rank-and-file in the committee.
Other Likud leaders appealed to Begin
to withhold his resignation for a few days
to allow time to choose a successor. He
promised an answer Tuesday night or this
. IsraeLradio-said.the opposition Labor,
Party, which dominated the government
for the first 29 years of Israel's 35-year ex
istence, was contacting potential defec
tors in the government.
The religious parties that hold the
balance of power have pledged publicly
to remain with the government. But if
Herut and the Likud cannot agree quick
ly on a leader, the allegiance of the minor
parties might weaken.
After he resigns, Begin will continue as
caretaker prime minister until a new
government is formed. His spokesman,
Uri Porat, said he expects him to with
SG out of concert business
threatened to attack the Cadmos Hotel.
The broadcasts reported fierce fighting.
The U.S. aircraft carrier Dwight D.
Eisenhower, carrying about 90 jet fighters,
and a destroyer escort armed with guided
missiles moved closer to the coast to sup
port the Marines at the airport on Beirut's
Lebanese state radio said the Cabinet
decided to send army units back into
predominantly Moslem west Beirut to
clear out militia strongholds and "restore
calm and safety for the residents."
Fighting raged into the night despite an
announcement by leading Moslem politi
cians, including former Premier Saeb
Salam, that they would withdraw their
militias from the streets of west Beirut and
cooperate with the Lebanese army to stave
off civil war.
Nabih Berri, leader of Shiite Moslems'
Amal militia that was blamed for the mor
tar attack that killed the American
Marines, issued a statement broadcast on
draw from political life. But he added
that Begin had promised to campaign for
the Likud if neither it nor Labor can form
a majority government, and elections
must be held.
Begin made his surprise announcement
of his intention to resign at the weekly
Cabinet meeting Sunday, then delayed
while his associates pleaded with him to
change his mind.
"You have to understand that the
members of the Herut movement see
Menachem Begin not just as a man who
was prime minister for six years but a
man who for 40 years was a leader, a
guide, a mentor, a man who knew how to
rescue us in any situation," said a Likud
member of Parliament, Michael Kleiner.
Cabinet leaders said when they called
on him Tuesday, they found him penning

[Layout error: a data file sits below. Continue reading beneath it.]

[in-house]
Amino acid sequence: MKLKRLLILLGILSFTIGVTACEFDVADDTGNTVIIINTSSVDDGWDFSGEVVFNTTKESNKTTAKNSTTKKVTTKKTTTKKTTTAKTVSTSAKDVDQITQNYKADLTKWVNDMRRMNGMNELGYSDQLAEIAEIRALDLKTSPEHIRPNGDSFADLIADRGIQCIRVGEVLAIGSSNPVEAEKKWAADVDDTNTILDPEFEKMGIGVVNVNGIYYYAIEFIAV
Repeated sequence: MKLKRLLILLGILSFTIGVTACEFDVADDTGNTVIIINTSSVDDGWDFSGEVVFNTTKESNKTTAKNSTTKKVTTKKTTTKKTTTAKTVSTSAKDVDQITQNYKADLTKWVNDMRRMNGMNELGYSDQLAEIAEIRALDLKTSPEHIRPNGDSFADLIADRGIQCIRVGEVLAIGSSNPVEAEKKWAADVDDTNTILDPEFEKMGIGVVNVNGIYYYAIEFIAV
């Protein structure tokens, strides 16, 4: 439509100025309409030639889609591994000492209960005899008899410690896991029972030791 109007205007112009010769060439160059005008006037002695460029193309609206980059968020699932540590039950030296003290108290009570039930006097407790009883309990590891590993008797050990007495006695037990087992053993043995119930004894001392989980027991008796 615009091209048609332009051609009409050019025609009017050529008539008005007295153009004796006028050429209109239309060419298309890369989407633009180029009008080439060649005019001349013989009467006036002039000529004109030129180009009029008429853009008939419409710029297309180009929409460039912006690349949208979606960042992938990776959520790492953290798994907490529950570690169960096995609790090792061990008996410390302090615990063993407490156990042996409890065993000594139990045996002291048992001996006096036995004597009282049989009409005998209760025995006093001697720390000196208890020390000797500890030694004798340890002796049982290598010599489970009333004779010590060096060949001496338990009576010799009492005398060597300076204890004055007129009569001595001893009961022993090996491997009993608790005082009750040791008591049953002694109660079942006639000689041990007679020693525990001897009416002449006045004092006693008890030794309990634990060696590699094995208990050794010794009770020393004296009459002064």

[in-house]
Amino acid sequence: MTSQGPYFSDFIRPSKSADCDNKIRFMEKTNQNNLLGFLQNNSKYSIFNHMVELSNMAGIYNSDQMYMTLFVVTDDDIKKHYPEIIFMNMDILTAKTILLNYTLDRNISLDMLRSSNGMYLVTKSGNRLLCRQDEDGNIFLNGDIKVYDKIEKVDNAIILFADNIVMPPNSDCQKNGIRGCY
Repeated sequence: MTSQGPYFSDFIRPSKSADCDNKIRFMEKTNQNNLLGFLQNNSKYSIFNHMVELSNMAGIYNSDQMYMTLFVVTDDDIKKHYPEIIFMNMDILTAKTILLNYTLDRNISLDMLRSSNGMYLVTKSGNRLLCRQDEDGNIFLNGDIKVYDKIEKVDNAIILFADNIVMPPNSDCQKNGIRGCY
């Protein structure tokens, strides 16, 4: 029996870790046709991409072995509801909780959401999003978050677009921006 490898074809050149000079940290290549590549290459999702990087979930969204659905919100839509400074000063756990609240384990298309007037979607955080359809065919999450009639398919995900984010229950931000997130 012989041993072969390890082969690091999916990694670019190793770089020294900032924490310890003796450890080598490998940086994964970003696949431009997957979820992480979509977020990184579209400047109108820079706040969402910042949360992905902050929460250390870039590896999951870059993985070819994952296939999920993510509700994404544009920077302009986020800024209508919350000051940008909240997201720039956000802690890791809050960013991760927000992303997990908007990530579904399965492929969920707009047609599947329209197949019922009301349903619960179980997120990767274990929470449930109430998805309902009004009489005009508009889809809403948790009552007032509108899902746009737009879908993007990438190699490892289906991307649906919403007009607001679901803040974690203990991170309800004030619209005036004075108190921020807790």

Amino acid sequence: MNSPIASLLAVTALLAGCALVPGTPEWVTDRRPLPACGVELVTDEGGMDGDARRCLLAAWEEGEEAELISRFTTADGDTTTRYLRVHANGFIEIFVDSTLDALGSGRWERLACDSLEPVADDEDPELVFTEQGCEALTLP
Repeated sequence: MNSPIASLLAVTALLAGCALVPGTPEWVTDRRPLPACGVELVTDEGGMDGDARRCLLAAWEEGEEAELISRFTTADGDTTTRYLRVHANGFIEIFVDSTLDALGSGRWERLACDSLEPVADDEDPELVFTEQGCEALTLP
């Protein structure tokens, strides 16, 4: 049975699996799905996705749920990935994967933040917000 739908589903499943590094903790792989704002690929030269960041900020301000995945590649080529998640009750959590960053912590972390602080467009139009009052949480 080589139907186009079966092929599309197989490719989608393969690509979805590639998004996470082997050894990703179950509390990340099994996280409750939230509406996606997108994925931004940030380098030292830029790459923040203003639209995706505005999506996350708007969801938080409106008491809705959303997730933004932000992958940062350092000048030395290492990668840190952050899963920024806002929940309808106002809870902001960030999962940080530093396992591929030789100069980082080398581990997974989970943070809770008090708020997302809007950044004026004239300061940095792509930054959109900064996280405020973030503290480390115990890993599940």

his resignation letter.
"We won't let you do it," exclaimed
Economics Minister Yaaqov Meridor, a
comrade from their guerrilla days fighting
for Israeli independence.
"Then I'll do it without your permis
sion," Begin replied as he finished the let
ter and sent it to be typed.
Shlomo Lorencz of Agudat Israel, one
of the religious parties in the coalition,
said Begin did not spell out Ills reasons
"But there were three words that he
said over and over eineni yachol od (I
cannot go on any longer)," Lorencz said.
The normally vigorous and combative
Begin has been depressed and withdrawn
in recent months. Aides say he is despon
dent over his wife's death last November,
the' debilitating war in Lebanon and an
economy wracked by inflation.
In retirement, he will be entitled to a
home, automobile and bodyguards pro
vided by the state. Aides say he may move
back to the modest Tel Aviv apartment
where he lived with his wife for 30 years.
He has often said he would like to write
his memoirs and a biography of his hero,
Giuseppe Garibaldi, the 19th century
guerrilla commander who unified Italy.
Under Israeli law Begin's resignation
does not become official until he submits
it in writing to State President Chaim
Israel radio said that almost every
political figure who talked with Begin
during the night and this morning came
away convinced he would go through
with his decision to resign.
Begin has been saying since his election
in 1977 that he wanted to retire at 70.
it now stands at about $59,000, according to Student Body
Treasurer Burke Mewborne.
CGC Speaker James Exum (District 15) said a concert cannot
be held until the reserve grows to its former level.
"For the next two to three years, there is no need to consider a
concert; it will take that long for the reserve to build back up,"
The CGC nearly killed last year's concert before it ever got off
the ground, but students forced the issue. After the CGC refused
to consider a spring concert, about 3,000 students signed a peti
tion calling for a concert.
Faced with a threat of a student referendum, the CGC relented
and approved $100,000 for a concert.
But when it came time to purchase tickets for last April's con
cert, students became apathetic, said former CGC member Susan
Sparks, who voted for the concert.
"There just didn't seem to be the student interest that we
thought there was," Sparks said.
According to the Student Constitution, a referendum must be
held on any issue within the power of the CGC if at least 10 per
cent of the student body about 2,000 students signs a peti
tion calling for such action.
See CONCERT on page 5
state radio calling on his forces to cease
operations. He said the government had
agreed "to restore stability with the con
sent of all parties."
But the radio station reported an hour
after Berri made his statement that shells
were "pouring down" on Christian east
Beirut and coastal towns north of the
capital while western Beirut rumbled with
grenade and mortar explosions.
The French Defense Ministry in Paris
said two of the French soldiers and the
policeman were killed in a shelling attack
that injured several other people at the
French Embassy. It said the third French
soldier was killed and two were wounded
in an attack at the midcity Galerie Semaan
A military communique said Defense
Minister Charles Hernu was following the
situation "with the utmost attention."
British peacekeeping forces also came
under attack near the Galerie Semaan
crossing but no casualties were reported.